Surviving and Thriving with Themes. (outside the Box)

By Rasmussen, Barbara | School Arts, October 2002 | Go to article overview

Surviving and Thriving with Themes. (outside the Box)


Rasmussen, Barbara, School Arts


In the last sixteen years, there has been an evolution in the philosophy of the creative arts elementary magnet schools in the St. Paul School District where I teach. The district's approach to arts integration and thematic teaching has undergone many changes. At first I thought these changes were due to the introduction of a number of staff who were not trained in the program, a change of administration, and a shift in district and state expectations. In essence these did have an effect on the program, but other factors also may have contributed to these changes. What went wrong?

Importance of Themes

When the magnet schools were created, the school district trained the entire staff in thematic and arts integrated teaching, but much of our understanding of the program developed through our own experience of trial and error. As an example, the whole concept of themes was an important component of the program. In fact, Connecting the Curriculum Through Interdisciplinary Instruction (1992) by John H. Lounsbury and ITI: The Model. Integrated Thematic Instruction (1995)by Susan Kovalik with Karen Olsen both stress the importance of choosing themes. Kovalik says that themes must "have substance and application to the real world, have readily available resources, be age-appropriate, and be worthy of time spent on it."

Problems with Themes

In the beginning, we had a number of different themes in one year. We soon discovered that the time it took to develop these themes was overwhelming. Our solution was to work with just one theme for the whole year. Unfortunately, the theme still remained a stumbling block. The theme itself was difficult to choose. It had to work within the primary and intermediate curriculum, and also for the specialists. In addition, the administration did not allow enough time to choose the themes. Therefore the themes often did not apply to all grade levels or were not broad enough for everyone to develop a curriculum around them. Time for the specialists and classroom teachers to plan was not scheduled into the school day. This needed to take place, not only at the beginning, but also throughout the school year. Nor was there time for the classroom teachers and the specialists to have in-depth discussions of the objectives to he learned within each theme.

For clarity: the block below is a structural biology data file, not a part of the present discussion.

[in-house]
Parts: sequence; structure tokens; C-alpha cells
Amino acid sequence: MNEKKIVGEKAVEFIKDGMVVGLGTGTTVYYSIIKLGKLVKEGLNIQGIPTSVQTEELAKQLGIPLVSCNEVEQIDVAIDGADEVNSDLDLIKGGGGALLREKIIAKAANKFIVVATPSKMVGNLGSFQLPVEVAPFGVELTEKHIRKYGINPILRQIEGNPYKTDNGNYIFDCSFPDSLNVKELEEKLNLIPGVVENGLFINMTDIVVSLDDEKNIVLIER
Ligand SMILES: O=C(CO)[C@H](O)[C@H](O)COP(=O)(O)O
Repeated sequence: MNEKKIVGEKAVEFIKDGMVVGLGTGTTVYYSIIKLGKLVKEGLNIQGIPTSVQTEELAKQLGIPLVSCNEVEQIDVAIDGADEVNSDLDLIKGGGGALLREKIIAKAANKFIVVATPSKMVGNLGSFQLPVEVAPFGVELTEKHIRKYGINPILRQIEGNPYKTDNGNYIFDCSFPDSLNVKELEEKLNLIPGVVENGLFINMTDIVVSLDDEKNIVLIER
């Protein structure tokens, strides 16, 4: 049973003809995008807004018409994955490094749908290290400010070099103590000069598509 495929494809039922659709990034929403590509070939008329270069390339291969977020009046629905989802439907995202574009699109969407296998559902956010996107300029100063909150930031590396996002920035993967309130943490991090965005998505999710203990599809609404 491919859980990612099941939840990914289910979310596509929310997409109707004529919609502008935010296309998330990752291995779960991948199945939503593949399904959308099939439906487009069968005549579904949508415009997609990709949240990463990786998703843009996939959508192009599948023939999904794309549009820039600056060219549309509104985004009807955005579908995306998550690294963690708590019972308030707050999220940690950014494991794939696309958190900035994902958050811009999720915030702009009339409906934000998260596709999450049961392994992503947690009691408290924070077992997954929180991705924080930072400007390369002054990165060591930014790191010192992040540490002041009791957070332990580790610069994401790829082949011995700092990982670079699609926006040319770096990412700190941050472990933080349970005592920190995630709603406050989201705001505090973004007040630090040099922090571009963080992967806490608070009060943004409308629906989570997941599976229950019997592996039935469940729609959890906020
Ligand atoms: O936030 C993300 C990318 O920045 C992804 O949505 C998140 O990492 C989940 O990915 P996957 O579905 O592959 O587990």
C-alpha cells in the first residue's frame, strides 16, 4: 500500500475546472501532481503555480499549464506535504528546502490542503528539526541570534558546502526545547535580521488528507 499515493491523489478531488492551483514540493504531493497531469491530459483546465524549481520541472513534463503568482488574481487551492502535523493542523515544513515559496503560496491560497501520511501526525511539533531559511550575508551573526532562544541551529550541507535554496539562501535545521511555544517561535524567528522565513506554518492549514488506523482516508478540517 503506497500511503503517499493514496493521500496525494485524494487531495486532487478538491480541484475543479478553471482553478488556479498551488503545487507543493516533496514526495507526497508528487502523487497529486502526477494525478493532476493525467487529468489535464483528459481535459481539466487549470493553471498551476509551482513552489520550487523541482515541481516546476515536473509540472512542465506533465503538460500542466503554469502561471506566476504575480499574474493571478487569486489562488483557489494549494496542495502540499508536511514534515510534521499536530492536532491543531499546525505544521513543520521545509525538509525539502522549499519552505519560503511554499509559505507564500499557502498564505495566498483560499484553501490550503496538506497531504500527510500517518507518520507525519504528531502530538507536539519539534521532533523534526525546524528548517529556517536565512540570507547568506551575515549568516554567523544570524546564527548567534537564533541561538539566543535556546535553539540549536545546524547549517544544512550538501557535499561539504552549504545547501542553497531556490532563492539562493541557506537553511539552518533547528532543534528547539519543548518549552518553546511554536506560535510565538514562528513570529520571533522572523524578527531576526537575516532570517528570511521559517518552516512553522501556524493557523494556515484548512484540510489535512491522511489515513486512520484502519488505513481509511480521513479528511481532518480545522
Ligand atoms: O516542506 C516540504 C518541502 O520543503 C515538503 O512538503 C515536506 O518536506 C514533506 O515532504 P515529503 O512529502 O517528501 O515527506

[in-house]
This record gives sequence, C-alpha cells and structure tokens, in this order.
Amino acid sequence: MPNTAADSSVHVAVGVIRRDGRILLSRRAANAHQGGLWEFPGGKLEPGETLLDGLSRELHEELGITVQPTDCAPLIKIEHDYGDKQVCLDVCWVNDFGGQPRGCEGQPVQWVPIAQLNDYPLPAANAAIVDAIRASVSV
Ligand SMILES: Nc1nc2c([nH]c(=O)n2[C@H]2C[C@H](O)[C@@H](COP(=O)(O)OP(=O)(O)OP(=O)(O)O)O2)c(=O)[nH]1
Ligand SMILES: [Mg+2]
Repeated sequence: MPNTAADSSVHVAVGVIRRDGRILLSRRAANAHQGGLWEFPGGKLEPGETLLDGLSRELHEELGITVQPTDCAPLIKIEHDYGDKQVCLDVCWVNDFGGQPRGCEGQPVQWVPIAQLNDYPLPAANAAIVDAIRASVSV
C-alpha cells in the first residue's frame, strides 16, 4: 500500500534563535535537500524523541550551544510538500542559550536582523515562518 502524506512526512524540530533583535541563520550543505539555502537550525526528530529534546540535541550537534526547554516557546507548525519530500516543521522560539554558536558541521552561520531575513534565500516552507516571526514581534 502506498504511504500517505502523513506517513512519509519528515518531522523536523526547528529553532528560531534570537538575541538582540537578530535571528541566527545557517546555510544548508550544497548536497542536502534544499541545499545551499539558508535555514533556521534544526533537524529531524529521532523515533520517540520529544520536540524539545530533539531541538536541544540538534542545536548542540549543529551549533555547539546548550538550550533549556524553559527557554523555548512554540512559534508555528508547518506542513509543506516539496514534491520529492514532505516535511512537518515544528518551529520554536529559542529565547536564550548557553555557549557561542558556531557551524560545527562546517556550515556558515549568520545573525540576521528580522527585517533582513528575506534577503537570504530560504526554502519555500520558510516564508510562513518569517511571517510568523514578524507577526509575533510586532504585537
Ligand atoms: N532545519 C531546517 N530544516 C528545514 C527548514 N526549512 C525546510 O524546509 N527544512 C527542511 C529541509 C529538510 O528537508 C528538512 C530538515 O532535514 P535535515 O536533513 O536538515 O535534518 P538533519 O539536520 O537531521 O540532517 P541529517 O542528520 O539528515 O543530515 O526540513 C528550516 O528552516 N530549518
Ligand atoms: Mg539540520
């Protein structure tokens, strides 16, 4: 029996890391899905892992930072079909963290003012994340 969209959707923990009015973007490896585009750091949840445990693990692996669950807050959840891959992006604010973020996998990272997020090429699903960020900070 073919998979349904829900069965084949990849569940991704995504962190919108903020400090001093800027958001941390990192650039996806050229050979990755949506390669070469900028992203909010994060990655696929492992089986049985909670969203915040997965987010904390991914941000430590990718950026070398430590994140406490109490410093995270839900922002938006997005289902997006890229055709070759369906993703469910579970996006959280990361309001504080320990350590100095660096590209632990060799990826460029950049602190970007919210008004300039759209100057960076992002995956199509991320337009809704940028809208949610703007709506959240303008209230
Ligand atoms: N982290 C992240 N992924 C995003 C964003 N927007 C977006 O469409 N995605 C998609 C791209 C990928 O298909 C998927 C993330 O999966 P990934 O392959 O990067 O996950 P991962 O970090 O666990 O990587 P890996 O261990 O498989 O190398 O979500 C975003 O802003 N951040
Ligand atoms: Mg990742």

Need for Consistency and Training

It became clear that it was very important that all new faculty understand the philosophy of a program and be trained in it. Unfortunately, the school district's financial support was not there to train incoming staff as thoroughly as they were at first. Soon, there were many teachers who did not understand the need to plan with the other specialists or how interdisciplinary teaching could enhance their teaching and not take time from it.

I found I was able to easily make social studies and multicultural connections, but also knew that other parts of my visual arts program were being sacrificed. I did not have time, nor was there an understanding by the classroom teachers for the need to include instruction in art criticism, history, and aesthetics as well as art production. To them, the finished project seemed to be the sole purpose of the visual arts program. An art display for the parents at the end of a theme seemed to more important than making sure all aspects of my program were being taught.

What, I wondered, was the most important component of a successful program? I believed the key was that the administration had to be completely behind a thematic integrated curriculum. Unfortunately when the school's principal and the district's superintendent changed, the school's emphasis changed with them. …

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